Re: Assessing public mood – Bill Kirkman

Reference: – Assessing Public Mood (Cambridge Letter column, The Hindu Online, Archive 17.04.2005)

Dear Mr Kirkman,


I read your article on the two incidents that affected Britain and the world in general recently. I should correct you that actually there were three incidents that gave something to the journalists world over – please don’t forget the forced death of Terri Schiavo. The media these days don’t show any common sense in selecting the headlines they are to feed the people. In the entire world, the media is becoming more and more gossip oriented. Those at the desks do not use their brains to separate the important news from the lower category ones.

In my opinion, the biggest and the most important news recently was that of Terri’s death. ‘Hearty congratulations’ to all those who tried to bring out the fresh and healthy debate of the importance of some necessary clauses in a person’s will. It has heated up a lot of debates; moral and scientific; on the tables, in front of camera and everywhere else.

In the case of the demise of the Pope, it is sad that such an influential man (though not everywhere) had disappeared from our vision. But I was totally astounded to hear about the three day national mourning officially declared in India. Then what exactly is the meaning of being secular? The Nation and its people should be broad-minded to accept all beliefs (of course, noble) but shouldn’t show any inclinations to any interest when it comes to taking such decisions. This can create an unhealthy and unnecessary practice among the religious extremists to ask for a national mourning when someone important belonging to their community dies. This shouldn’t be allowed, at least when claiming to be secular. Sending a contingent of officials is fine, but the other step was drastic. I learned about a similar step and the resulting agitation in France also.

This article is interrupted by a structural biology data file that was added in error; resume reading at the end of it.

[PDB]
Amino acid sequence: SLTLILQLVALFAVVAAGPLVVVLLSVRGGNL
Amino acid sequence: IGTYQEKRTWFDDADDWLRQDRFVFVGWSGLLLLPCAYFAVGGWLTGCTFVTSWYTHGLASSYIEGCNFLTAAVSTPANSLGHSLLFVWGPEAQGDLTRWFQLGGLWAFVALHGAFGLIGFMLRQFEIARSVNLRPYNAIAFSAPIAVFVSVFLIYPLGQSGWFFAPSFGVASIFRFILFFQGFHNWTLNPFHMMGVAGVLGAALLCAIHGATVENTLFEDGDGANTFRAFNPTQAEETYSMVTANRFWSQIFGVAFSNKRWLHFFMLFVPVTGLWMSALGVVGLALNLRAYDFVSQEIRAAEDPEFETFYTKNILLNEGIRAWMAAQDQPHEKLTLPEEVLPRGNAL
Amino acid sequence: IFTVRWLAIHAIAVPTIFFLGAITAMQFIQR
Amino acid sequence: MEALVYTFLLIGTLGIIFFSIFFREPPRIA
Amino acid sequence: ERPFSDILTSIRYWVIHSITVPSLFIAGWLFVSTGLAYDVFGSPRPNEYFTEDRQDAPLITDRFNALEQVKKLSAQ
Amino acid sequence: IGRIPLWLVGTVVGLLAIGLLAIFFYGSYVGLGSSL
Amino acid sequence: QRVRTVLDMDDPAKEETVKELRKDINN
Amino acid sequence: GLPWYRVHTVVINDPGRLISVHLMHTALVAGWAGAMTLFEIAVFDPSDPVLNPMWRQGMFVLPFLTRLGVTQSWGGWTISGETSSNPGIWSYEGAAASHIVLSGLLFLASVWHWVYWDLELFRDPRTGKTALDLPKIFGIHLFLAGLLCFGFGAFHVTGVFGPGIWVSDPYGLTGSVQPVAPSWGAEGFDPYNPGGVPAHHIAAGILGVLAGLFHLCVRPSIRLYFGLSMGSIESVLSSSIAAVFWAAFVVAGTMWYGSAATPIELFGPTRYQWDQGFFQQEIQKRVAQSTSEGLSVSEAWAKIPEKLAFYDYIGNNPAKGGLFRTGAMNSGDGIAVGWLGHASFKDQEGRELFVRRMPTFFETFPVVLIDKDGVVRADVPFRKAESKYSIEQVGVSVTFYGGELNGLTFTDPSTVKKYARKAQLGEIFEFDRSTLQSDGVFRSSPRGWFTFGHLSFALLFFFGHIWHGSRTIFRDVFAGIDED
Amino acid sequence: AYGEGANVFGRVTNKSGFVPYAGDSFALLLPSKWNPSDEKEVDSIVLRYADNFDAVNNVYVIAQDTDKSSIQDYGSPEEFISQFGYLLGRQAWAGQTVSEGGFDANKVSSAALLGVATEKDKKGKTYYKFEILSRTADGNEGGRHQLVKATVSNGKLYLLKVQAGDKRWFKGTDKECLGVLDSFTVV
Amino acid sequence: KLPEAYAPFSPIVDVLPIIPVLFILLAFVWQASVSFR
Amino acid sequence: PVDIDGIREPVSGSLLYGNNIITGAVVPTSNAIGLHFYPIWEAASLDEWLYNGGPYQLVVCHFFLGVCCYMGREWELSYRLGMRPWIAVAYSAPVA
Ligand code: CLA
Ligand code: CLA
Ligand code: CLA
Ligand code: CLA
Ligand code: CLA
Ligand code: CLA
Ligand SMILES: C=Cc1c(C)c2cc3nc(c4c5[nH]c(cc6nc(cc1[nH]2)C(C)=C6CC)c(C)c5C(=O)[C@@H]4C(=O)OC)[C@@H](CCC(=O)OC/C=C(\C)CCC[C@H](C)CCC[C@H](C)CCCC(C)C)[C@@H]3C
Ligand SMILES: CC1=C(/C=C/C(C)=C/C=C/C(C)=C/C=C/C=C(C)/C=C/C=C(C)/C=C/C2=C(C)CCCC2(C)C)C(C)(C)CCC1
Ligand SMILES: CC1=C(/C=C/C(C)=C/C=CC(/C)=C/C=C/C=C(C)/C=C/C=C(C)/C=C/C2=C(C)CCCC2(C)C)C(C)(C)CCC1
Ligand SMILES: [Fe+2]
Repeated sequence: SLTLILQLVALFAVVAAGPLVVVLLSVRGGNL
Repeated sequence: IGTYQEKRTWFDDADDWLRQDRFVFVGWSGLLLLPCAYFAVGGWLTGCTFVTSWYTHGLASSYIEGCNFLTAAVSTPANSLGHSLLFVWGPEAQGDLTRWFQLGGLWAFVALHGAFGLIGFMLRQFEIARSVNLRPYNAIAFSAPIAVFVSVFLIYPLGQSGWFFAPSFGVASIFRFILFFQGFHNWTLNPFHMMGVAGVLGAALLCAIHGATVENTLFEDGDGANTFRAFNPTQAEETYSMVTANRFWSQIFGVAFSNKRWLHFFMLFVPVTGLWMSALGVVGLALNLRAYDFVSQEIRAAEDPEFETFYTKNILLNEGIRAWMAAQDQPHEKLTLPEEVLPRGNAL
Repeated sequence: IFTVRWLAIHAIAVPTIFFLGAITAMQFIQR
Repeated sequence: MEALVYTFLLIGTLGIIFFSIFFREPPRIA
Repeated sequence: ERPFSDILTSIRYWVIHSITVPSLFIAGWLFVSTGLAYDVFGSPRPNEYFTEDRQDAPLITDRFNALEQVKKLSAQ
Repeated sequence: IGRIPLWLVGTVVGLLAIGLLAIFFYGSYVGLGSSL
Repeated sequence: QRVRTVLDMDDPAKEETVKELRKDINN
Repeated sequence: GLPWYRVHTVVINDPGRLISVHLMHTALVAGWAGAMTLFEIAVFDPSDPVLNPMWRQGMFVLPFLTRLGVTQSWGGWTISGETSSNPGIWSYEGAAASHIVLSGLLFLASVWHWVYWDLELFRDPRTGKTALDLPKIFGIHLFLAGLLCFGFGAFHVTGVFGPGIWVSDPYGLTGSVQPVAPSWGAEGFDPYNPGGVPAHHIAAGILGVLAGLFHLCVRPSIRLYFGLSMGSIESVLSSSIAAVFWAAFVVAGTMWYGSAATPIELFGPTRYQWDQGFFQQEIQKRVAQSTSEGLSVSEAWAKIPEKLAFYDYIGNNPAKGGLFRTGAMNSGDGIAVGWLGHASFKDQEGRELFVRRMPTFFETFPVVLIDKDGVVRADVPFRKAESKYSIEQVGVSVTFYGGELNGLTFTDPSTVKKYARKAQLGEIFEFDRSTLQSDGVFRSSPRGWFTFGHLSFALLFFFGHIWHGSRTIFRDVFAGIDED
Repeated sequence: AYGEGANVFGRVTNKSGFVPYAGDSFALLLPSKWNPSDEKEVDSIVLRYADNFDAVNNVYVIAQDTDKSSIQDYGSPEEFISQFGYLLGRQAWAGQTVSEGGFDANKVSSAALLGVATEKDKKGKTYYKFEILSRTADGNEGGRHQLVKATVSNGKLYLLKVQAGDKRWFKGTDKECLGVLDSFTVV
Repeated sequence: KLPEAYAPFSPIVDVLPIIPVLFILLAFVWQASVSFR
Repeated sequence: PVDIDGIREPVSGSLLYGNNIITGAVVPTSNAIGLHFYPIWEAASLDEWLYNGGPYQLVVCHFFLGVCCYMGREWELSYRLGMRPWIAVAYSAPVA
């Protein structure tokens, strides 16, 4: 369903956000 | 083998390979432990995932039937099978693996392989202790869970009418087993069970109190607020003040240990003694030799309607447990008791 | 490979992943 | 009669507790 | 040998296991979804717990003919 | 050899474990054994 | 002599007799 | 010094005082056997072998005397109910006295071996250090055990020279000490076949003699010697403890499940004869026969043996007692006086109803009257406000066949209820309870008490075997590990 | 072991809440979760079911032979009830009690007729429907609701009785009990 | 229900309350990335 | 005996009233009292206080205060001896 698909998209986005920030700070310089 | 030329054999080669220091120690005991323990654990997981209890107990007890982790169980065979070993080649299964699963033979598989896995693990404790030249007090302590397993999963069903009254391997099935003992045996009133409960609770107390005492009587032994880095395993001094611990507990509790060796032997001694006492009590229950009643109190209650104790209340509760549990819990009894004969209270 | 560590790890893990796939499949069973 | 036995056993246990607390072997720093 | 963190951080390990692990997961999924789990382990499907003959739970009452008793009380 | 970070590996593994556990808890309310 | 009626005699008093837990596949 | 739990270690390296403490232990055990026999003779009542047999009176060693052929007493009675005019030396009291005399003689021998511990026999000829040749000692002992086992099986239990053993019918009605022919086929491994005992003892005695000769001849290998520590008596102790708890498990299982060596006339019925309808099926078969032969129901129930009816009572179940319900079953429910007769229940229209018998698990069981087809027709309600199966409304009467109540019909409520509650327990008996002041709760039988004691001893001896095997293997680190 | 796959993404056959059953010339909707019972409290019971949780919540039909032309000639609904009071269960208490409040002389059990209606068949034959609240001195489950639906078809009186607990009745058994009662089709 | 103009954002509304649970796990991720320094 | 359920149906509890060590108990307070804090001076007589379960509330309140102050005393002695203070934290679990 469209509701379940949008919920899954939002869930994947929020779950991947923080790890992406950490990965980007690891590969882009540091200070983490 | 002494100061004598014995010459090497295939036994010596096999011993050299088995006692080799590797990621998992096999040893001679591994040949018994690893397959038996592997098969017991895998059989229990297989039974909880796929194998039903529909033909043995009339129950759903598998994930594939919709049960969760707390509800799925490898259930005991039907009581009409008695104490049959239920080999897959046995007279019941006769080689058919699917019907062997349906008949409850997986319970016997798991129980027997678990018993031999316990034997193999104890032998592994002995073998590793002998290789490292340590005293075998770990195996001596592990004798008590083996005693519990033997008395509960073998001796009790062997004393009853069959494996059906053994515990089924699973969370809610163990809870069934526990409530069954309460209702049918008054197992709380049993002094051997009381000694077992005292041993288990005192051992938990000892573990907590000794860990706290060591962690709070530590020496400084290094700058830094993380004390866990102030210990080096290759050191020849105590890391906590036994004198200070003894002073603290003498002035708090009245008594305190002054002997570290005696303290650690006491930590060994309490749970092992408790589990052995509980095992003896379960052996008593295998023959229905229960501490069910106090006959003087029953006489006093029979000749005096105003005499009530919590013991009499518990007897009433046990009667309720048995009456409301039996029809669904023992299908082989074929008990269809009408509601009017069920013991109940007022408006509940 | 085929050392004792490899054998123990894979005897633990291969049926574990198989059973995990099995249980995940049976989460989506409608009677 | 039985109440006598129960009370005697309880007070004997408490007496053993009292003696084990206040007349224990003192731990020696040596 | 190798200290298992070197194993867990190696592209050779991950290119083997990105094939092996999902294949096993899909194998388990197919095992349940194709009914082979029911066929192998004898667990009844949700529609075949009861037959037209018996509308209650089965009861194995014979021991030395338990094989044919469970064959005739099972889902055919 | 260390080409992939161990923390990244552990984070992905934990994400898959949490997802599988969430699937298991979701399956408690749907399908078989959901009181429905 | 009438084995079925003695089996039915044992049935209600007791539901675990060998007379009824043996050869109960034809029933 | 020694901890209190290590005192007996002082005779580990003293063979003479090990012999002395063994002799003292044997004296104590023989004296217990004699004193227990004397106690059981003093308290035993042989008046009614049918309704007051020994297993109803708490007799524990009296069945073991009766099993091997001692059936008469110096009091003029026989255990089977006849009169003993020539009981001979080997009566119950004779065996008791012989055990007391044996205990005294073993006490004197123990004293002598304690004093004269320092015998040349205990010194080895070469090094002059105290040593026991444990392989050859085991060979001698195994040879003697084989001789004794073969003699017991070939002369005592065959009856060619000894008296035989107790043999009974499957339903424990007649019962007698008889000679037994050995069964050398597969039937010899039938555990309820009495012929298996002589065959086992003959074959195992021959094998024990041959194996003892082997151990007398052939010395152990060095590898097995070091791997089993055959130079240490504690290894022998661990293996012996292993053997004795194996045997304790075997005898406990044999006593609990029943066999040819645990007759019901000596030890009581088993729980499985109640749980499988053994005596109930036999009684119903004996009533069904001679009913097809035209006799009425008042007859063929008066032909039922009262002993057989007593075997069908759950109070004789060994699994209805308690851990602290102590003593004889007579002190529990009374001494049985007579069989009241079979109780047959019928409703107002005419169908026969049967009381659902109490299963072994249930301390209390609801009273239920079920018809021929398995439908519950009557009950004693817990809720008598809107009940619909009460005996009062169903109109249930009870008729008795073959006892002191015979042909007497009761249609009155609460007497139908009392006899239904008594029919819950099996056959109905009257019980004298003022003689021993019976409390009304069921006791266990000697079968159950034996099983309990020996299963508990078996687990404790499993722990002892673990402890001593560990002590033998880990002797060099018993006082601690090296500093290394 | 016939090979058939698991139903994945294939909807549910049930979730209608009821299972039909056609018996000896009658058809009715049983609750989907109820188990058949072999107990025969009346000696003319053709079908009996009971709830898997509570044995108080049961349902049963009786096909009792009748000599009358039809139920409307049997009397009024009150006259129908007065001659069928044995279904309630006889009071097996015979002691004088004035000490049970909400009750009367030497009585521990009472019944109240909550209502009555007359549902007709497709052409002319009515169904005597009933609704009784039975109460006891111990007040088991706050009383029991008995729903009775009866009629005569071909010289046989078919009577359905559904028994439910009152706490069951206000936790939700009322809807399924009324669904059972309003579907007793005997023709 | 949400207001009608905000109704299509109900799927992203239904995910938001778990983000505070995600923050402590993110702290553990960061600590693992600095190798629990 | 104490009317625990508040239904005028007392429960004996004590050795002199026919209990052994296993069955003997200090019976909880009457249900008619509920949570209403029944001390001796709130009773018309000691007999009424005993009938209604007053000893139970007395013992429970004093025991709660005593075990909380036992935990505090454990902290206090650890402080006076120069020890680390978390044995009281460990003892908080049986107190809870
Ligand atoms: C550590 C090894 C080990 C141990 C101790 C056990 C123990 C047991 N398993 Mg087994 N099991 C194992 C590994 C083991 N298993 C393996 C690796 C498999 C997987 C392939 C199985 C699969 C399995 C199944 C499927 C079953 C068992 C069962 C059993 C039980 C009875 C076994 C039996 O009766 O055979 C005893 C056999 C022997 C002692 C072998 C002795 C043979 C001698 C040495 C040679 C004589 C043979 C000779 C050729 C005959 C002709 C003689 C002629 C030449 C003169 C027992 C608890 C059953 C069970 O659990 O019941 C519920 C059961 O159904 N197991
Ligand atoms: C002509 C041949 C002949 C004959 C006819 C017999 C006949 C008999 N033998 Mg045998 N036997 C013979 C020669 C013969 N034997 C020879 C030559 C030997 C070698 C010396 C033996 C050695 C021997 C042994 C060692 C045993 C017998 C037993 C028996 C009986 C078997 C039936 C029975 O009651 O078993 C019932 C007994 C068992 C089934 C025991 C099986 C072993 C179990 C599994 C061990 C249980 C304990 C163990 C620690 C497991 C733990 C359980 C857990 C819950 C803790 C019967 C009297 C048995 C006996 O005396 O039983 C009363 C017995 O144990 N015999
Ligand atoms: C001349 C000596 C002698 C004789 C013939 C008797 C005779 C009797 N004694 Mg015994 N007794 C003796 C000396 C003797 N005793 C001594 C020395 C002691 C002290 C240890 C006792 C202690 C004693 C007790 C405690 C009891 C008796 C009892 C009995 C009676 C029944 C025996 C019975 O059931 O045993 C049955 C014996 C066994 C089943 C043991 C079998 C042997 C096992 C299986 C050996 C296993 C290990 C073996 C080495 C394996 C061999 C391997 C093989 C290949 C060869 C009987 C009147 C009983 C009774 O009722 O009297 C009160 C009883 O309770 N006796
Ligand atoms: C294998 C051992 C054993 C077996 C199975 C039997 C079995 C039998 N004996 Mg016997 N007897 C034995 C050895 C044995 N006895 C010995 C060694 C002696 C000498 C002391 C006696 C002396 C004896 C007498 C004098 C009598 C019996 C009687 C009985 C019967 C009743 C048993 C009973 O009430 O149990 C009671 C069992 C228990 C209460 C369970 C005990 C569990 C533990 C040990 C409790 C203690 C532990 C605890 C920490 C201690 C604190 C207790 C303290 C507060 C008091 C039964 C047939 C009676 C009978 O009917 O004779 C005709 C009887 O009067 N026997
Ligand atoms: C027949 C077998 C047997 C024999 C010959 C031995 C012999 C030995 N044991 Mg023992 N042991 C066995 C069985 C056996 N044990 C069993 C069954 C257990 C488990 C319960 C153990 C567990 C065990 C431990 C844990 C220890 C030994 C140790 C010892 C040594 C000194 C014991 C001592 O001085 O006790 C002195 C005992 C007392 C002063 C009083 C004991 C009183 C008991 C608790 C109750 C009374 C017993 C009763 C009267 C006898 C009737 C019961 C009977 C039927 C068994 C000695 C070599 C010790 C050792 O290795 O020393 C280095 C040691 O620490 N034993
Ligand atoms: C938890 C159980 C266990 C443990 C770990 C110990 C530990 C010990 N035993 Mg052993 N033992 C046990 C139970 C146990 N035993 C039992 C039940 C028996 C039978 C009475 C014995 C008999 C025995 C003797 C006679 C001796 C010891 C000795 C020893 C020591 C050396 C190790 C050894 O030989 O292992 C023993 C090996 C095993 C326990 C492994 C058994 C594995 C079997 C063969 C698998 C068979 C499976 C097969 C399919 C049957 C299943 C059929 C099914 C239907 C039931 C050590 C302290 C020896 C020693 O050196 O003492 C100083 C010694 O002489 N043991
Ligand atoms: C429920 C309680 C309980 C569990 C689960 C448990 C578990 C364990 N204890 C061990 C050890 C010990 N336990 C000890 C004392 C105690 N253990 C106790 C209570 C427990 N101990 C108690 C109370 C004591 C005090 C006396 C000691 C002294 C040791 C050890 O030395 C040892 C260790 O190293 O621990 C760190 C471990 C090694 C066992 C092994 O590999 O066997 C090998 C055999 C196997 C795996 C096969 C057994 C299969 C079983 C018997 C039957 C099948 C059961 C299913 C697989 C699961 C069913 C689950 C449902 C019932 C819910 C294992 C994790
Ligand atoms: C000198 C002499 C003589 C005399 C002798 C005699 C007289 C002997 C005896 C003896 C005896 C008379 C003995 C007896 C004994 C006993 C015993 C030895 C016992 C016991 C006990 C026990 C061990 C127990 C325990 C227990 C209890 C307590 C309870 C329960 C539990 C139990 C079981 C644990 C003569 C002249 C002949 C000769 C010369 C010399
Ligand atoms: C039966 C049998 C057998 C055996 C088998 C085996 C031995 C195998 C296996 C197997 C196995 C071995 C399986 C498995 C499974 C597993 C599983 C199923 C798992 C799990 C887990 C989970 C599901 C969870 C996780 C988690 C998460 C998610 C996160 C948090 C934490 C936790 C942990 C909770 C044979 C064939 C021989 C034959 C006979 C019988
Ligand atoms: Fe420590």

On the issue of Prince Charles and his new spouse, I think it purely is a personal matter and morally the media shouldn’t show any over enthusiasm in it. In the European countries, these kinds of marriages in late ages are very common. The media should realise it to be a personal matter and should leave this to the couples themselves. It is the same media who killed his former spouse with their 20th century reporting! As I said, such marriages are very common in the European and American continents than compared to the rest of the world. These reportings are just like a handless man making fun of a one handed man. I can understand the anxiety of the media and the Britons, in someone from outside the royal family at some day becoming their Queen. But again it tends show the Indian journalism going along the same lines of the European journalism. The Indian media gave more importance to such a story which cannot be expected to make a big title in India. The story could have been reported in a single column in the International page of dailies with a photograph, but it wasn’t to be. All the dailies published the news in the front pages, consuming a lot of space. All the TV channels reported this wedding as one of their top 3 headline stories! The same media do not give any importance to any royal weddings in the Gwalior or similar royal families in India. Even the death of a former union minister in a plane crash was reported without much attention. Alas, India is still a British colony!


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